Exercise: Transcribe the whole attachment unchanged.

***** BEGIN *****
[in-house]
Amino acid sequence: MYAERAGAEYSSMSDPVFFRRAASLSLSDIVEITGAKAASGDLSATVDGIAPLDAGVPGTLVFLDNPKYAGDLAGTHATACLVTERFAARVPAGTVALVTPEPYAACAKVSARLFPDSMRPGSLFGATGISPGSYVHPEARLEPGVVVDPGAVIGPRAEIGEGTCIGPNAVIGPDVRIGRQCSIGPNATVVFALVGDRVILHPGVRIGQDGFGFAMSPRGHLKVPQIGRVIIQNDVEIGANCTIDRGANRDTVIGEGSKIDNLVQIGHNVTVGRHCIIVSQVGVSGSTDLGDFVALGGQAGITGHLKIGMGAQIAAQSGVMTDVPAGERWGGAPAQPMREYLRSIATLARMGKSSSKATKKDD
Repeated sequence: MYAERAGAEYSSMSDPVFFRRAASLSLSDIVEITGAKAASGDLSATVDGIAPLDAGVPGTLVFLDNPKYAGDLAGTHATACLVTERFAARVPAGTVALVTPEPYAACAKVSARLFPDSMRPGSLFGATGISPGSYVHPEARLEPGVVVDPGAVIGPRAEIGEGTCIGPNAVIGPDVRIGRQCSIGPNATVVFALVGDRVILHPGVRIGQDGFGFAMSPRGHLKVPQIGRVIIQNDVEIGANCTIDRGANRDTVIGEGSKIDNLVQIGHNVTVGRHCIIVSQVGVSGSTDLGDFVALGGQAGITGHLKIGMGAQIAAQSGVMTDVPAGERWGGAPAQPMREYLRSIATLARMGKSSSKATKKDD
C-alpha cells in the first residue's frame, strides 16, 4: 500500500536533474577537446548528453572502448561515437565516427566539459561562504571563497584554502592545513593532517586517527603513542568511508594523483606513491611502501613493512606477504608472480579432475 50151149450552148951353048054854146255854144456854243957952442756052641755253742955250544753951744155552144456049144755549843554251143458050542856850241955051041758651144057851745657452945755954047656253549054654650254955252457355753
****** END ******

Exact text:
[in-house]
Amino acid sequence: MYAERAGAEYSSMSDPVFFRRAASLSLSDIVEITGAKAASGDLSATVDGIAPLDAGVPGTLVFLDNPKYAGDLAGTHATACLVTERFAARVPAGTVALVTPEPYAACAKVSARLFPDSMRPGSLFGATGISPGSYVHPEARLEPGVVVDPGAVIGPRAEIGEGTCIGPNAVIGPDVRIGRQCSIGPNATVVFALVGDRVILHPGVRIGQDGFGFAMSPRGHLKVPQIGRVIIQNDVEIGANCTIDRGANRDTVIGEGSKIDNLVQIGHNVTVGRHCIIVSQVGVSGSTDLGDFVALGGQAGITGHLKIGMGAQIAAQSGVMTDVPAGERWGGAPAQPMREYLRSIATLARMGKSSSKATKKDD
Repeated sequence: MYAERAGAEYSSMSDPVFFRRAASLSLSDIVEITGAKAASGDLSATVDGIAPLDAGVPGTLVFLDNPKYAGDLAGTHATACLVTERFAARVPAGTVALVTPEPYAACAKVSARLFPDSMRPGSLFGATGISPGSYVHPEARLEPGVVVDPGAVIGPRAEIGEGTCIGPNAVIGPDVRIGRQCSIGPNATVVFALVGDRVILHPGVRIGQDGFGFAMSPRGHLKVPQIGRVIIQNDVEIGANCTIDRGANRDTVIGEGSKIDNLVQIGHNVTVGRHCIIVSQVGVSGSTDLGDFVALGGQAGITGHLKIGMGAQIAAQSGVMTDVPAGERWGGAPAQPMREYLRSIATLARMGKSSSKATKKDD
C-alpha cells in the first residue's frame, strides 16, 4: 500500500536533474577537446548528453572502448561515437565516427566539459561562504571563497584554502592545513593532517586517527603513542568511508594523483606513491611502501613493512606477504608472480579432475 50151149450552148951353048054854146255854144456854243957952442756052641755253742955250544753951744155552144456049144755549843554251143458050542856850241955051041758651144057851745657452945755954047656253549054654650254955252457355753